Medical Authorities Warn of New Health Concern in Europe
Recent reports of a pneumonia outbreak in China, primarily affecting children, have raised concerns among European health authorities regarding a potential future epidemic in the EU. The Netherlands Institute for Health Services Research (NIVEL) has observed a higher-than-expected number of patients seeking medical attention for pneumonia, an inflammatory lung condition often caused by bacterial or viral infections. Typical symptoms include coughing, shortness of breath, and fever. NIVEL’s data revealed a significant increase in pneumonia cases among children aged five to 14, with 103 cases per 100,000 compared to 58 cases per 100,000 at the peak of the previous year. The exact cause of this surge remains unexplained, but it coincides with a rise in flu, COVID-19, and RSV cases, all of which can lead to pneumonia.
The World Health Organization has issued guidance to people in China, urging them to:
- Maintain distance from individuals who are unwell.
- Stay home when feeling unwell.
- Seek testing and appropriate medical care when necessary.
- Wear masks when appropriate.
- Ensure proper ventilation.
- Practice regular handwashing.
Japan Introduces TB Screening
Meanwhile, Japan is set to implement mandatory pre-arrival tuberculosis screening at airports for citizens arriving from certain countries, primarily in Asia, if their intended stay in Japan exceeds three months. Currently, this measure targets nationals from China, Indonesia, Myanmar, Nepal, the Philippines, and Vietnam, reflecting the demographic of patients with the disease admitted to Japanese hospitals.
Takemi, the Minister of Health, Labor, and Welfare, has announced that the new system is scheduled to be introduced at the beginning of April 2024. Tuberculosis, a disease that can be both prevented and cured with antibiotics, ranks as the second largest infectious killer worldwide, according to the WHO, with 1.3 million deaths attributed to it in 2022. Although rates of tuberculosis are low in Japan, the authorities are determined to keep it that way.
Heatwave Deaths in Europe
The Barcelona Global Health Institute (ISGlobal) recently revealed findings from its report on the 2022 heatwave in ‘The Lancet Regional Health-Europe,’ showing that the increase in temperatures over the hottest summer on record (and the fifth hottest year on record) resulted in around 70,000 deaths. The research is based on a study of daily temperatures, from 147 regions across 16 countries.
Joan Ballester, the lead researcher from ISGlobal and head of the European Research Council’s EARLY-ADAPT project, told the press:
The use of aggregated monthly data does not allow us to estimate the short-term effects of temperatures. On the other hand, weekly data offers sufficient precision in mortality estimates to be used in real-time practice in epidemiological surveillance and for public policies.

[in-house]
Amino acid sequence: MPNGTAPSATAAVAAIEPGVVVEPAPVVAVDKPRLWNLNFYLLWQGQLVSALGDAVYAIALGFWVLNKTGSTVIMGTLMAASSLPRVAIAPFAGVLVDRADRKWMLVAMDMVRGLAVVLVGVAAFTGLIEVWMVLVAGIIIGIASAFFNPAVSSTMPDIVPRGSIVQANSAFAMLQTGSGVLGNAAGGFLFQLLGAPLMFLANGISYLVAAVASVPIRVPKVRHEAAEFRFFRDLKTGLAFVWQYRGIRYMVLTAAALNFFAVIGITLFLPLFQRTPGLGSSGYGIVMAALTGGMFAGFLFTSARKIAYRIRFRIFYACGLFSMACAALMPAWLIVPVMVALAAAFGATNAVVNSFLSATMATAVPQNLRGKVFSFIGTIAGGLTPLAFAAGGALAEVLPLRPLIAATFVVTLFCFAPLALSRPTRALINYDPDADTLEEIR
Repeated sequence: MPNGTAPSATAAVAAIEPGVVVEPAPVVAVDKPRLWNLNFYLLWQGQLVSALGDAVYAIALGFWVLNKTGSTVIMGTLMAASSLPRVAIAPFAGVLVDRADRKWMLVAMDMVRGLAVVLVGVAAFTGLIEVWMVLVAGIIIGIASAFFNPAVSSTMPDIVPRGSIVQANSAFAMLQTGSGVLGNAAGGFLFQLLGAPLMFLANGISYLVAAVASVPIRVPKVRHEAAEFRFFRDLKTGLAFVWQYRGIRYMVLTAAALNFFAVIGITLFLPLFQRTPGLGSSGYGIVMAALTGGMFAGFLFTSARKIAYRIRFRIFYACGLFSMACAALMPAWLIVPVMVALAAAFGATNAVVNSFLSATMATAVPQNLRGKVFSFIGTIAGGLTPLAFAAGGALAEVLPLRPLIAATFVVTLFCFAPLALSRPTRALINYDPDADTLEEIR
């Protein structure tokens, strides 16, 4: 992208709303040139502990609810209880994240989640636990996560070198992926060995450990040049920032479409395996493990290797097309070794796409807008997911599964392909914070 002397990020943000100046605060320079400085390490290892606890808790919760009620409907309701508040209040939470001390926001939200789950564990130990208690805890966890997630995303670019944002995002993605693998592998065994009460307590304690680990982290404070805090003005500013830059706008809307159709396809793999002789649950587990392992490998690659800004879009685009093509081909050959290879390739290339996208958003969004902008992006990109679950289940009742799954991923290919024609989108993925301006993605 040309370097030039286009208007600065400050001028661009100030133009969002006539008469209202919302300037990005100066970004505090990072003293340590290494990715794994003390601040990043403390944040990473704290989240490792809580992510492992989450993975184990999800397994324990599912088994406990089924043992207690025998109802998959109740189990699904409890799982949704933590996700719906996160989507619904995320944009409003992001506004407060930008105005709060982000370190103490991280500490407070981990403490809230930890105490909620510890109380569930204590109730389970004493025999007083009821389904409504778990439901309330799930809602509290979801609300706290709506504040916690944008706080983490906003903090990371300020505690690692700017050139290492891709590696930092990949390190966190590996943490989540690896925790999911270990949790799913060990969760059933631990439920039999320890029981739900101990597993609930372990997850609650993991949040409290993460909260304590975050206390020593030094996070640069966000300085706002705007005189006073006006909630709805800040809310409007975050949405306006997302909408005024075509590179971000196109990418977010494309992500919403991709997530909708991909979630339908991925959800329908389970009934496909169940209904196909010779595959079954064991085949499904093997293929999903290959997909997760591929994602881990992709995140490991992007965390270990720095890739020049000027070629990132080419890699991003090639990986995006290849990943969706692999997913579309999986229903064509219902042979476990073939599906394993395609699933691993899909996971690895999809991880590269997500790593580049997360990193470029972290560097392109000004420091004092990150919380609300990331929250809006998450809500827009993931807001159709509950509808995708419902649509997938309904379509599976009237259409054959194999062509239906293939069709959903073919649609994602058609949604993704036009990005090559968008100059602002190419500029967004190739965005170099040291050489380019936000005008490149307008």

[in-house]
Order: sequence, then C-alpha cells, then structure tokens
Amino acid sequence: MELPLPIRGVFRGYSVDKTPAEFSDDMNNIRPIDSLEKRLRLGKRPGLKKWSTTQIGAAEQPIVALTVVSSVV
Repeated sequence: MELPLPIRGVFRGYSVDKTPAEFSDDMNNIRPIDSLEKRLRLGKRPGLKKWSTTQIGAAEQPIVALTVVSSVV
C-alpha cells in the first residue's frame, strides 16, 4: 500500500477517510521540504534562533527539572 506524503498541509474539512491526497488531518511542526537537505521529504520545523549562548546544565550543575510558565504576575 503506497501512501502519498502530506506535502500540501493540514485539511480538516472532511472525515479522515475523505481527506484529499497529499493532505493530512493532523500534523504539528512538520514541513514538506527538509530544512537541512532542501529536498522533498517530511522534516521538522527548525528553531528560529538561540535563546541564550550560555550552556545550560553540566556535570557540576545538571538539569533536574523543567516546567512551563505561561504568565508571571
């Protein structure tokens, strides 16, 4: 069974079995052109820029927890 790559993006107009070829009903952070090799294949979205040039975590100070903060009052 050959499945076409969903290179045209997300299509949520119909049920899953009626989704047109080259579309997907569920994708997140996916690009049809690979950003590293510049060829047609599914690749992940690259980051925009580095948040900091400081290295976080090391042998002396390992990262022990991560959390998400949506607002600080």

The highest summer heat-related mortality figures were found in Italy (18,010 deaths), Spain (11,324) and Germany (8,173). Women were affected more adversely than men and there was also a correlation with age; with the elderly found to be at a higher risk of being adversely affected by the heat. Ballester’s research team states:
Our results call for a re-evaluation and strengthening of existing heat surveillance platforms, prevention plans and long-term adaptation strategies.
The team described Europe as a ‘major climatic hotspot’ and says that the problem is going to get worse unless action is taken. They also warn:
Although there is some evidence that heat prevention plans, including preparedness and response strategies, intervention actions and heat-health early warning systems, can reduce the health burden of ambient temperatures, the evidence of their effectiveness is still limited.
Best (and Worst) European Cities for Healthcare: 2023
In the latest InterNations Expat City Ranking, the annual report covering a variety of factors for expats, the top three destinations this year are Málaga, Alicante, and Valencia, with Milan (49th), Rome (48th), and Vancouver (47th) ranking bottom. Valencia also ranks highest in regard to healthcare, both in terms of affordability and accessibility. Taiwan – which has featured in the top five cities for healthcare since 2016 – also ranks highly for healthcare in 2023. The report says that 9 out of 10 expats are pleased with the affordability of healthcare in Taiwan and 3 out of 5 expats rate its quality highly, too.
The top ranking countries for healthcare are as follows:
- South Korea
In the bottom 5 for healthcare, in descending order, are:
Conversely, Ireland scored bottom for healthcare due to high costs, poor availability, and low quality. Expats also found healthcare costs in the USA to be challenging, hence its low ranking here, whereas accessibility affected the UK’s healthcare rating – for instance, difficulties in getting an appointment with a specialist.
Researchers also pointed out that, post-pandemic, social attitudes have changed in relation to changes in technology, such as the use of telehealth. More people are using medical technology, such as online appointment systems. Increasingly, insurance companies are looking at digital solutions, too, and are realising the importance of supporting clients in the navigation of the healthcare systems in their adopted countries.
Reminder to Expats in the Netherlands
If you’re an expat in the Netherlands, don’t forget that you have until December 31st to switch providers or change your existing plan – after that date, it will be too late.